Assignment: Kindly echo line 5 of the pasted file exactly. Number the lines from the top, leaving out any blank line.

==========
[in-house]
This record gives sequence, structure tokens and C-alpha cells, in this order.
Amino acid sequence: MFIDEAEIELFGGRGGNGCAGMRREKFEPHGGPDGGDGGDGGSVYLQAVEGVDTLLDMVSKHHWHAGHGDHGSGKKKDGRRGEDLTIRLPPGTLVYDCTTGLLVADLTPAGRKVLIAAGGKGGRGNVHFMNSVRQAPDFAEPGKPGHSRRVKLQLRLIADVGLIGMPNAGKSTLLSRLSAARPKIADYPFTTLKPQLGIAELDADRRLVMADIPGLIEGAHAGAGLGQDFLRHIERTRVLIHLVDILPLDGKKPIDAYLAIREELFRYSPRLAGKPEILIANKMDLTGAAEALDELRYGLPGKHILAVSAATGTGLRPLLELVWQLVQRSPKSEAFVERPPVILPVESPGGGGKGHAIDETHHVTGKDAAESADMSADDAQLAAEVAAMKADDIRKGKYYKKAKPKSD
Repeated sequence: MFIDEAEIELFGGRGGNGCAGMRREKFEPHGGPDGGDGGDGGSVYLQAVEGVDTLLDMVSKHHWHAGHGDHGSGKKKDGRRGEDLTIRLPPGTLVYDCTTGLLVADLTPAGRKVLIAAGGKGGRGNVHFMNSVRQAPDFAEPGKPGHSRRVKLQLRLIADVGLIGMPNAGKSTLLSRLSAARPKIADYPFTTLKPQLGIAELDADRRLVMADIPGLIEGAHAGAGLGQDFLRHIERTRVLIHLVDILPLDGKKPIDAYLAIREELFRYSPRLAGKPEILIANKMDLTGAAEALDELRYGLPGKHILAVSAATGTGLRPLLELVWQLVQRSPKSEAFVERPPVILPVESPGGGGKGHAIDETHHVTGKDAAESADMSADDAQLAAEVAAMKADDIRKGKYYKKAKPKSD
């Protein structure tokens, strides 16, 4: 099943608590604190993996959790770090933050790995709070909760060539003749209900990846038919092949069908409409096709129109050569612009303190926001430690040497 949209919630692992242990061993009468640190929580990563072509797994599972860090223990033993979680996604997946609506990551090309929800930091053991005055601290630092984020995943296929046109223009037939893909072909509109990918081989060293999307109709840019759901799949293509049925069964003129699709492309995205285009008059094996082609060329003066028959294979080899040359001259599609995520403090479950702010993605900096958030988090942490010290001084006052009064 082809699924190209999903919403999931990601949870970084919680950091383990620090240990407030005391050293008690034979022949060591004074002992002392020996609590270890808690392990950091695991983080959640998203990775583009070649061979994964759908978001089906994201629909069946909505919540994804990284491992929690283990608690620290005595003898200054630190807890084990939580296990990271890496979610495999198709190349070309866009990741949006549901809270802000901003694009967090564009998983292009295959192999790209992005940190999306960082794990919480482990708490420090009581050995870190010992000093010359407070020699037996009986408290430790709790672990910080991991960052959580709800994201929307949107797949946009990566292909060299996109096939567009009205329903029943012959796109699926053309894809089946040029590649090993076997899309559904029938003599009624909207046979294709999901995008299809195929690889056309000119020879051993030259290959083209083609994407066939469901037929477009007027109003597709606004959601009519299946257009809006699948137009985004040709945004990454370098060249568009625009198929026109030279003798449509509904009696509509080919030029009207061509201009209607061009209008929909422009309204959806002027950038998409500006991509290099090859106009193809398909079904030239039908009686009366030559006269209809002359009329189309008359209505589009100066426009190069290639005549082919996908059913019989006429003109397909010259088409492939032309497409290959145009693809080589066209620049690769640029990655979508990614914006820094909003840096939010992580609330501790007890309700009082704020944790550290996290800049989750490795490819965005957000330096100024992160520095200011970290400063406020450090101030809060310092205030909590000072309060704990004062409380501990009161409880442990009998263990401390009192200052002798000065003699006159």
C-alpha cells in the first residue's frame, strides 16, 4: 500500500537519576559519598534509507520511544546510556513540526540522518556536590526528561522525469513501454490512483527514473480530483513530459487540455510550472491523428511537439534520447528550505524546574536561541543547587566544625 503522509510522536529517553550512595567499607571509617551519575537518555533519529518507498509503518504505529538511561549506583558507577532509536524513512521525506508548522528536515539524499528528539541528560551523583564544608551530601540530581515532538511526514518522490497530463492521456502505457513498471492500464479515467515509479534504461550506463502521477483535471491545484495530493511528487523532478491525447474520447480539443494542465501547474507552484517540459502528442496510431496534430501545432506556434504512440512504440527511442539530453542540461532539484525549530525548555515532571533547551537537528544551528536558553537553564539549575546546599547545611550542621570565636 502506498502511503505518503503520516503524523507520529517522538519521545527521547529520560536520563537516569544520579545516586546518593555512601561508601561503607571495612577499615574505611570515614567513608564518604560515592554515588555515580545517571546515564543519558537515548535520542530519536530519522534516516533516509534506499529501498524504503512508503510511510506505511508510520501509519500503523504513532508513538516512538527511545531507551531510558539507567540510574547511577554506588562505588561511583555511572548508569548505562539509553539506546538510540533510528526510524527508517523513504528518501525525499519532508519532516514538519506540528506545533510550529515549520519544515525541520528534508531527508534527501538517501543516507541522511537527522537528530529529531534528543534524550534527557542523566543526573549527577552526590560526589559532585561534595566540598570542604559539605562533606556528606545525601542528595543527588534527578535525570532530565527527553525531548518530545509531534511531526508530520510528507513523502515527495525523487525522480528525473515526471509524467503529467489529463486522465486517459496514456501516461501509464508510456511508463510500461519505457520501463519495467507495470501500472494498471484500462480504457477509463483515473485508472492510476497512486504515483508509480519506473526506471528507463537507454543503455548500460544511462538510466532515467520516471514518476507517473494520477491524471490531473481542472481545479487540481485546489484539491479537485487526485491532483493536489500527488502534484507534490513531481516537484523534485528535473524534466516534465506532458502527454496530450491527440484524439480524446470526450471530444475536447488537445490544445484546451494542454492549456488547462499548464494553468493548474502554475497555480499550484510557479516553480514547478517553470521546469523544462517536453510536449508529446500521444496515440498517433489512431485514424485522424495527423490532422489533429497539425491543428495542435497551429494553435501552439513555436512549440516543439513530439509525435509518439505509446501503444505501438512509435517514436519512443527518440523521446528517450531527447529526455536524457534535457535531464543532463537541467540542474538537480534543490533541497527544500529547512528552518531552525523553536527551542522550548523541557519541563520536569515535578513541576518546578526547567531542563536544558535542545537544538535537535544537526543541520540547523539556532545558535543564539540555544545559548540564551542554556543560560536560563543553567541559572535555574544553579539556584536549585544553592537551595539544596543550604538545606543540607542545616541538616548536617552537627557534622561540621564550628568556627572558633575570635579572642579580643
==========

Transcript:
């Protein structure tokens, strides 16, 4: 099943608590604190993996959790770090933050790995709070909760060539003749209900990846038919092949069908409409096709129109050569612009303190926001430690040497 949209919630692992242990061993009468640190929580990563072509797994599972860090223990033993979680996604997946609506990551090309929800930091053991005055601290630092984020995943296929046109223009037939893909072909509109990918081989060293999307109709840019759901799949293509049925069964003129699709492309995205285009008059094996082609060329003066028959294979080899040359001259599609995520403090479950702010993605900096958030988090942490010290001084006052009064 082809699924190209999903919403999931990601949870970084919680950091383990620090240990407030005391050293008690034979022949060591004074002992002392020996609590270890808690392990950091695991983080959640998203990775583009070649061979994964759908978001089906994201629909069946909505919540994804990284491992929690283990608690620290005595003898200054630190807890084990939580296990990271890496979610495999198709190349070309866009990741949006549901809270802000901003694009967090564009998983292009295959192999790209992005940190999306960082794990919480482990708490420090009581050995870190010992000093010359407070020699037996009986408290430790709790672990910080991991960052959580709800994201929307949107797949946009990566292909060299996109096939567009009205329903029943012959796109699926053309894809089946040029590649090993076997899309559904029938003599009624909207046979294709999901995008299809195929690889056309000119020879051993030259290959083209083609994407066939469901037929477009007027109003597709606004959601009519299946257009809006699948137009985004040709945004990454370098060249568009625009198929026109030279003798449509509904009696509509080919030029009207061509201009209607061009209008929909422009309204959806002027950038998409500006991509290099090859106009193809398909079904030239039908009686009366030559006269209809002359009329189309008359209505589009100066426009190069290639005549082919996908059913019989006429003109397909010259088409492939032309497409290959145009693809080589066209620049690769640029990655979508990614914006820094909003840096939010992580609330501790007890309700009082704020944790550290996290800049989750490795490819965005957000330096100024992160520095200011970290400063406020450090101030809060310092205030909590000072309060704990004062409380501990009161409880442990009998263990401390009192200052002798000065003699006159």